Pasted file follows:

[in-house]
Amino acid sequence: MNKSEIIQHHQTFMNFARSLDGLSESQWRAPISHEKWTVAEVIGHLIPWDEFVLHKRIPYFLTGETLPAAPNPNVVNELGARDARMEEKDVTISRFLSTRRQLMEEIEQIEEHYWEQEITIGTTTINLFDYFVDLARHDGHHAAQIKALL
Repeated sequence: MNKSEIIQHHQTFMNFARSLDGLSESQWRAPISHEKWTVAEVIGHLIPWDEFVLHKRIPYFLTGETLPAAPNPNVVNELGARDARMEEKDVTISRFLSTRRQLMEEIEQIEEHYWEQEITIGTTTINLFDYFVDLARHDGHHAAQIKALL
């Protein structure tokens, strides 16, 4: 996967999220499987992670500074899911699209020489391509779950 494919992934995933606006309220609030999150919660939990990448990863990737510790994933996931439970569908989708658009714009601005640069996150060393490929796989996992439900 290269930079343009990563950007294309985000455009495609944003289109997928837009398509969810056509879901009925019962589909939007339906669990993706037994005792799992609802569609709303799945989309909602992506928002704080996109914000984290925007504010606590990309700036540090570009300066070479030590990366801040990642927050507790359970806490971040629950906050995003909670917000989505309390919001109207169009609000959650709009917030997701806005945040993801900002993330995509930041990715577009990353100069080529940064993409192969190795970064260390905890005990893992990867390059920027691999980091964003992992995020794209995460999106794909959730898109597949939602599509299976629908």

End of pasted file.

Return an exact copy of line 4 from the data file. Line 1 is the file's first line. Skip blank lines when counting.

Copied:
């Protein structure tokens, strides 16, 4: 996967999220499987992670500074899911699209020489391509779950 494919992934995933606006309220609030999150919660939990990448990863990737510790994933996931439970569908989708658009714009601005640069996150060393490929796989996992439900 290269930079343009990563950007294309985000455009495609944003289109997928837009398509969810056509879901009925019962589909939007339906669990993706037994005792799992609802569609709303799945989309909602992506928002704080996109914000984290925007504010606590990309700036540090570009300066070479030590990366801040990642927050507790359970806490971040629950906050995003909670917000989505309390919001109207169009609000959650709009917030997701806005945040993801900002993330995509930041990715577009990353100069080529940064993409192969190795970064260390905890005990893992990867390059920027691999980091964003992992995020794209995460999106794909959730898109597949939602599509299976629908």